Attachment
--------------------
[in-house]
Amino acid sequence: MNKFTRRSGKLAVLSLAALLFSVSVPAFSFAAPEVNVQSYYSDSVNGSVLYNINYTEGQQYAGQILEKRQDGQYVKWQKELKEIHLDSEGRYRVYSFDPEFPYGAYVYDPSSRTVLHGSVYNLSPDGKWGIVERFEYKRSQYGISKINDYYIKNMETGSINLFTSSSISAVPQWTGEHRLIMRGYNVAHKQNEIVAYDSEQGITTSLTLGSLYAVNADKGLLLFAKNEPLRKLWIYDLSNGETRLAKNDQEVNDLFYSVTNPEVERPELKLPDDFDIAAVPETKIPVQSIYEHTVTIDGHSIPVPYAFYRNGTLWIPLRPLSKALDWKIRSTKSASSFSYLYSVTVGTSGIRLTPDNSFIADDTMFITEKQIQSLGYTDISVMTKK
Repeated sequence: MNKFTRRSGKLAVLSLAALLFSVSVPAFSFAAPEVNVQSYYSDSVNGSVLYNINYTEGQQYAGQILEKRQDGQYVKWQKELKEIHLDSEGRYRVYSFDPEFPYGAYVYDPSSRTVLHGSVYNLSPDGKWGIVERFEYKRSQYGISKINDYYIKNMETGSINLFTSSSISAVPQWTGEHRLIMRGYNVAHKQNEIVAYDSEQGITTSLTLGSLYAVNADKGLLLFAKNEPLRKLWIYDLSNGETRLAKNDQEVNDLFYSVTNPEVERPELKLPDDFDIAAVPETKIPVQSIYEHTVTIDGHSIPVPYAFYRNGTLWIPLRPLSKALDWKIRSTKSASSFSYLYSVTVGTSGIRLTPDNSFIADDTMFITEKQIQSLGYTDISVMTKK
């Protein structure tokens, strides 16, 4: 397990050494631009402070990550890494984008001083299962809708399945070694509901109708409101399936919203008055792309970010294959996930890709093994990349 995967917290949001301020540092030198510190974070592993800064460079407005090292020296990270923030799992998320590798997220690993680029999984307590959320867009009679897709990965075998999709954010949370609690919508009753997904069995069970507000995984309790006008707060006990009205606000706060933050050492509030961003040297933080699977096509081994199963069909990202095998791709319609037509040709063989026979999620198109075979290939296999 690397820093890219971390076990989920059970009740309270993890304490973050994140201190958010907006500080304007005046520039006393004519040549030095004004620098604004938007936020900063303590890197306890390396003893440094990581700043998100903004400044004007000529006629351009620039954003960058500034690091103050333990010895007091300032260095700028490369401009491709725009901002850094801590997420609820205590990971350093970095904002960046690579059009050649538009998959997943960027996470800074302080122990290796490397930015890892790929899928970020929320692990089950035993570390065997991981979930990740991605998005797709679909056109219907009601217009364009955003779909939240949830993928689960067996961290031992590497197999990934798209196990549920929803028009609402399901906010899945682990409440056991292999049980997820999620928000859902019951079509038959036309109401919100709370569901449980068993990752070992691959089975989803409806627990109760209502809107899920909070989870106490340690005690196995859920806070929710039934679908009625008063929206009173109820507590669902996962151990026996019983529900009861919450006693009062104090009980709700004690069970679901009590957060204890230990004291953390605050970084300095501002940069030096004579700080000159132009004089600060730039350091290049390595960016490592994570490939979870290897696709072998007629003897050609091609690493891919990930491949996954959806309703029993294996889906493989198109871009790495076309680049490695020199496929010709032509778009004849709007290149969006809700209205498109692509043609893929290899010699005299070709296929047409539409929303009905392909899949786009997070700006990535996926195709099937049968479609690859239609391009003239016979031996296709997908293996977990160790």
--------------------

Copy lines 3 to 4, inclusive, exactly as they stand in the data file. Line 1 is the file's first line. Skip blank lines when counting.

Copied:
Repeated sequence: MNKFTRRSGKLAVLSLAALLFSVSVPAFSFAAPEVNVQSYYSDSVNGSVLYNINYTEGQQYAGQILEKRQDGQYVKWQKELKEIHLDSEGRYRVYSFDPEFPYGAYVYDPSSRTVLHGSVYNLSPDGKWGIVERFEYKRSQYGISKINDYYIKNMETGSINLFTSSSISAVPQWTGEHRLIMRGYNVAHKQNEIVAYDSEQGITTSLTLGSLYAVNADKGLLLFAKNEPLRKLWIYDLSNGETRLAKNDQEVNDLFYSVTNPEVERPELKLPDDFDIAAVPETKIPVQSIYEHTVTIDGHSIPVPYAFYRNGTLWIPLRPLSKALDWKIRSTKSASSFSYLYSVTVGTSGIRLTPDNSFIADDTMFITEKQIQSLGYTDISVMTKK
């Protein structure tokens, strides 16, 4: 397990050494631009402070990550890494984008001083299962809708399945070694509901109708409101399936919203008055792309970010294959996930890709093994990349 995967917290949001301020540092030198510190974070592993800064460079407005090292020296990270923030799992998320590798997220690993680029999984307590959320867009009679897709990965075998999709954010949370609690919508009753997904069995069970507000995984309790006008707060006990009205606000706060933050050492509030961003040297933080699977096509081994199963069909990202095998791709319609037509040709063989026979999620198109075979290939296999 690397820093890219971390076990989920059970009740309270993890304490973050994140201190958010907006500080304007005046520039006393004519040549030095004004620098604004938007936020900063303590890197306890390396003893440094990581700043998100903004400044004007000529006629351009620039954003960058500034690091103050333990010895007091300032260095700028490369401009491709725009901002850094801590997420609820205590990971350093970095904002960046690579059009050649538009998959997943960027996470800074302080122990290796490397930015890892790929899928970020929320692990089950035993570390065997991981979930990740991605998005797709679909056109219907009601217009364009955003779909939240949830993928689960067996961290031992590497197999990934798209196990549920929803028009609402399901906010899945682990409440056991292999049980997820999620928000859902019951079509038959036309109401919100709370569901449980068993990752070992691959089975989803409806627990109760209502809107899920909070989870106490340690005690196995859920806070929710039934679908009625008063929206009173109820507590669902996962151990026996019983529900009861919450006693009062104090009980709700004690069970679901009590957060204890230990004291953390605050970084300095501002940069030096004579700080000159132009004089600060730039350091290049390595960016490592994570490939979870290897696709072998007629003897050609091609690493891919990930491949996954959806309703029993294996889906493989198109871009790495076309680049490695020199496929010709032509778009004849709007290149969006809700209205498109692509043609893929290899010699005299070709296929047409539409929303009905392909899949786009997070700006990535996926195709099937049968479609690859239609391009003239016979031996296709997908293996977990160790």